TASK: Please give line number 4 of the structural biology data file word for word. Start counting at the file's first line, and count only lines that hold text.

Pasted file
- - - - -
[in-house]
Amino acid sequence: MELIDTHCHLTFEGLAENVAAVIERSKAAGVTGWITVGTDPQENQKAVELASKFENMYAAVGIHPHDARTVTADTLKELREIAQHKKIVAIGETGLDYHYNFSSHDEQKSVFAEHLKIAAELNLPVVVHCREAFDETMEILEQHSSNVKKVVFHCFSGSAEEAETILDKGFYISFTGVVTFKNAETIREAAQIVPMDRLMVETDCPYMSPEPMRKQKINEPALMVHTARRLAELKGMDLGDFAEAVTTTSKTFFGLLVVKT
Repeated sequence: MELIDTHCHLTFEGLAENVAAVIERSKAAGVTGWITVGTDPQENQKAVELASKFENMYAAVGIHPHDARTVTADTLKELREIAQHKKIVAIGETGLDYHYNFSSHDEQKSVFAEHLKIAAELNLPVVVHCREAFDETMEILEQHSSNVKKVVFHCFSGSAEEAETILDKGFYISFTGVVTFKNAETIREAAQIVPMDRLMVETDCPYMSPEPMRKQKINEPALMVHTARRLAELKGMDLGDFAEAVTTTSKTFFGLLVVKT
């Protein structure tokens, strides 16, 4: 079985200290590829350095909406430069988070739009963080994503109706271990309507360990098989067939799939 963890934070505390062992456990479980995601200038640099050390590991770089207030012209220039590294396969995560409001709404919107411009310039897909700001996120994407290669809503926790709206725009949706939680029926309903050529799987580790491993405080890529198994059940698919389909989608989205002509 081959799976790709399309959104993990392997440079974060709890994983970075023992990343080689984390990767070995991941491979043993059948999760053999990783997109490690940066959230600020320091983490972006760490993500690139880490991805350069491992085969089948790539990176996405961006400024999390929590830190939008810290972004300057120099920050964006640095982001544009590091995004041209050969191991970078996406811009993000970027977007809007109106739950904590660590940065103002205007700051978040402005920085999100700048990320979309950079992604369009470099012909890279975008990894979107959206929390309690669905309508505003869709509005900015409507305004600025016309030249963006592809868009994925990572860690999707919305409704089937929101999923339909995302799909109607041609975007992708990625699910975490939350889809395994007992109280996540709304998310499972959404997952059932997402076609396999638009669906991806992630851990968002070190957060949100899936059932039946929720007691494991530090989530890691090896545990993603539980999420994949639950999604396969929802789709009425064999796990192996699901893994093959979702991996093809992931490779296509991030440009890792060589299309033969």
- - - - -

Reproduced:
């Protein structure tokens, strides 16, 4: 079985200290590829350095909406430069988070739009963080994503109706271990309507360990098989067939799939 963890934070505390062992456990479980995601200038640099050390590991770089207030012209220039590294396969995560409001709404919107411009310039897909700001996120994407290669809503926790709206725009949706939680029926309903050529799987580790491993405080890529198994059940698919389909989608989205002509 081959799976790709399309959104993990392997440079974060709890994983970075023992990343080689984390990767070995991941491979043993059948999760053999990783997109490690940066959230600020320091983490972006760490993500690139880490991805350069491992085969089948790539990176996405961006400024999390929590830190939008810290972004300057120099920050964006640095982001544009590091995004041209050969191991970078996406811009993000970027977007809007109106739950904590660590940065103002205007700051978040402005920085999100700048990320979309950079992604369009470099012909890279975008990894979107959206929390309690669905309508505003869709509005900015409507305004600025016309030249963006592809868009994925990572860690999707919305409704089937929101999923339909995302799909109607041609975007992708990625699910975490939350889809395994007992109280996540709304998310499972959404997952059932997402076609396999638009669906991806992630851990968002070190957060949100899936059932039946929720007691494991530090989530890691090896545990993603539980999420994949639950999604396969929802789709009425064999796990192996699901893994093959979702991996093809992931490779296509991030440009890792060589299309033969």